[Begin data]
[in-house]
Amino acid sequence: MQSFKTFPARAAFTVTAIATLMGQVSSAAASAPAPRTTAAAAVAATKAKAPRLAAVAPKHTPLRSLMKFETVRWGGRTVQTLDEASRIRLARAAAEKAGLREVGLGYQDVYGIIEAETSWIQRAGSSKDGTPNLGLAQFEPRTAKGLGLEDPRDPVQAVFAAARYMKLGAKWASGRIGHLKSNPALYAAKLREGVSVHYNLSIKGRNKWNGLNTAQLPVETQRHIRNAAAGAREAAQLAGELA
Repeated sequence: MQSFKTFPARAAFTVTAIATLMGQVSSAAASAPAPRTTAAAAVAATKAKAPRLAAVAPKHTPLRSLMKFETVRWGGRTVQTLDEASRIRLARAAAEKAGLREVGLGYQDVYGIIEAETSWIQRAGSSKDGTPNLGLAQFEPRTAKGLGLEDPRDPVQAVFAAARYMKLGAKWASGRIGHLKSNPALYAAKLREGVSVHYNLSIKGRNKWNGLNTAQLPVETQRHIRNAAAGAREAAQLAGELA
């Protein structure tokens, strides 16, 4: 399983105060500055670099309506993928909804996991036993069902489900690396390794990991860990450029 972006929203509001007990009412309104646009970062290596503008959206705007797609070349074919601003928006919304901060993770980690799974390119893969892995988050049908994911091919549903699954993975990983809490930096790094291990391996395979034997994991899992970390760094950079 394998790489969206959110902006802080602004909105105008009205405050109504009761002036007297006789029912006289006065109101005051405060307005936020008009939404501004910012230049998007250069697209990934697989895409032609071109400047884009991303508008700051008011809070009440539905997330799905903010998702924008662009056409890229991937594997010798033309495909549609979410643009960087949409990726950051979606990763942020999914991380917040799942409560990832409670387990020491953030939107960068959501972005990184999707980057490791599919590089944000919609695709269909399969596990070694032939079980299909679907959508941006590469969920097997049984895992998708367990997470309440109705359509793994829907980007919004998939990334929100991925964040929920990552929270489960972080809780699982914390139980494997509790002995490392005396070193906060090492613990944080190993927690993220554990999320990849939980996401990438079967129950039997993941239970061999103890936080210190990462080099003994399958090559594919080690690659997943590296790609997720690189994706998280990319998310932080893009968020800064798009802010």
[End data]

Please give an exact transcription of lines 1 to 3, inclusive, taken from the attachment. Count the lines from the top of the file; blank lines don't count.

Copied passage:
[in-house]
Amino acid sequence: MQSFKTFPARAAFTVTAIATLMGQVSSAAASAPAPRTTAAAAVAATKAKAPRLAAVAPKHTPLRSLMKFETVRWGGRTVQTLDEASRIRLARAAAEKAGLREVGLGYQDVYGIIEAETSWIQRAGSSKDGTPNLGLAQFEPRTAKGLGLEDPRDPVQAVFAAARYMKLGAKWASGRIGHLKSNPALYAAKLREGVSVHYNLSIKGRNKWNGLNTAQLPVETQRHIRNAAAGAREAAQLAGELA
Repeated sequence: MQSFKTFPARAAFTVTAIATLMGQVSSAAASAPAPRTTAAAAVAATKAKAPRLAAVAPKHTPLRSLMKFETVRWGGRTVQTLDEASRIRLARAAAEKAGLREVGLGYQDVYGIIEAETSWIQRAGSSKDGTPNLGLAQFEPRTAKGLGLEDPRDPVQAVFAAARYMKLGAKWASGRIGHLKSNPALYAAKLREGVSVHYNLSIKGRNKWNGLNTAQLPVETQRHIRNAAAGAREAAQLAGELA